Financial Planning: Manage Housing Wealth with Reverse Mortgages

Housing costs are taking up more of older adults’ incomes than anything else, however, borrowing against established home equity can help retirees manage their housing assets in retirement, according to a recent article from Financial Planning.

“On average, the value of housing equity is about 35% higher than the total value of all financial assets such as savings, brokerage accounts and retirement accounts,” the article states.

Housing dominates the asset side of the balance sheet, the article explains. Financial planners can go two different paths when assisting clients in managing this asset. One is for clients who have sufficient equity in their home and the other is for those who don’t.

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For those with home equity they can tap into, establishing either a home equity line of credit or looking into a reverse mortgage with current low interest rates are the two suggested options, the article says.

“Reverse mortgages, in particular, continue to evolve and are gaining more acceptance as prudent strategies for the right candidates,” the article states. “They now offer greater safety via federal insurance and pre-screening of applicants.”

It is made clear however, that this option is not for everyone and that financial planners should ask themselves if it is a financially suitable option for someone to strive to pay off their mortgage in the first place.

“Housing is the largest source of wealth for Americans over 65, according to a 2010 Boston College Center for Retirement Research, Using your home for Income in Retirement,” the article states.

Read the full Financial Planning article.

Written by Alana Stramowski

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  • “…however, borrowing against established home equity can help retirees manage their housing assets in retirement….” So borrowing helps retirees manage their housing assets but how? Even with a lot of explanation, that quotation would probably still make little sense.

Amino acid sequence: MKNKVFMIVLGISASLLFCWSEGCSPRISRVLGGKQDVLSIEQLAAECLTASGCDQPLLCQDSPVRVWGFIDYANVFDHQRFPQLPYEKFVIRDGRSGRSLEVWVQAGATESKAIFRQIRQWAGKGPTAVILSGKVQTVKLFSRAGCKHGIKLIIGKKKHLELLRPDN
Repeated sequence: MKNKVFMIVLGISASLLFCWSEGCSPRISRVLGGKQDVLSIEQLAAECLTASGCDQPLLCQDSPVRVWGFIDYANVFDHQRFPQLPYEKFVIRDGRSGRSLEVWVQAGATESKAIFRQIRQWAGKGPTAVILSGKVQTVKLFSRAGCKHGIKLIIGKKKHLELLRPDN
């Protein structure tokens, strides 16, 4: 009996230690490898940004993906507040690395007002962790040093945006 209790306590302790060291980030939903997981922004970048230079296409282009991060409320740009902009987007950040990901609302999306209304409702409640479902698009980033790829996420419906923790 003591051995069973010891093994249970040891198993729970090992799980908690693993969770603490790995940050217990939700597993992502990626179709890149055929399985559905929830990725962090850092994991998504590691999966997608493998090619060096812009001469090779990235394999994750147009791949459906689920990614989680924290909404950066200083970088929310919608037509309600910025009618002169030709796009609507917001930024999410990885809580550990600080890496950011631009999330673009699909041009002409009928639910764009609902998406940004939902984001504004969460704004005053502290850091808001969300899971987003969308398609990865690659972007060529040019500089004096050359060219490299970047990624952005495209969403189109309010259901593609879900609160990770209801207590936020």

Here is another interesting statement: “Reverse mortgages also benefit from current low interest rates, since lower interest payments mean higher potential payouts to borrowers.” While the first part of the quote is accurate, everything after the adverb “since” is way out there somewhere in center field. The subject was reverse mortgages so how do lower interest payments come into play? It is though Paul has never spent significant time trying to understand HECM basics.

    While Paul tries to make his mark when it comes to home equity but seems to fall far too short when it comes to seniors.

  • On one hand Mr. Norr states that “Housing exerts an outsized influence on both sides of the balance sheet.” This means that the value of the home is enormous on average when compared to other balance sheet assets. Since assets are equal to liabilities and equity, home value must equal the sum of its related liabilities plus home equity (its net value in the equity section of the balance sheet).

    Then Mr. Norr discusses the impact of the home on the asset of the balance sheet by stating: “On average, the value of housing equity is about 35% higher than the total value of all financial assets such as savings, brokerage accounts and retirement accounts.” So if housing equity is value minus debt, then that is what is found in the equity section of the balance sheet, not its asset section.

    While Mr. Norr appears to have a fine education in chemistry, his knowledge of balance sheets seems rather limited. Home value and the value of home equity may be exactly the same but only when the home does not serve as collateral on any loans!

    Home equity can be an asset if the underlying debt is nonrecourse and there is adequate disclosure. Yet the home equity found on the balance sheet (if ever) may not always be equal to the home equity defined by the real estate and mortgage industries. The reason is that home equity can have a negative value in those industries but not on a balance sheet, yet the negative value must be noted and disclosed in the financial statements.

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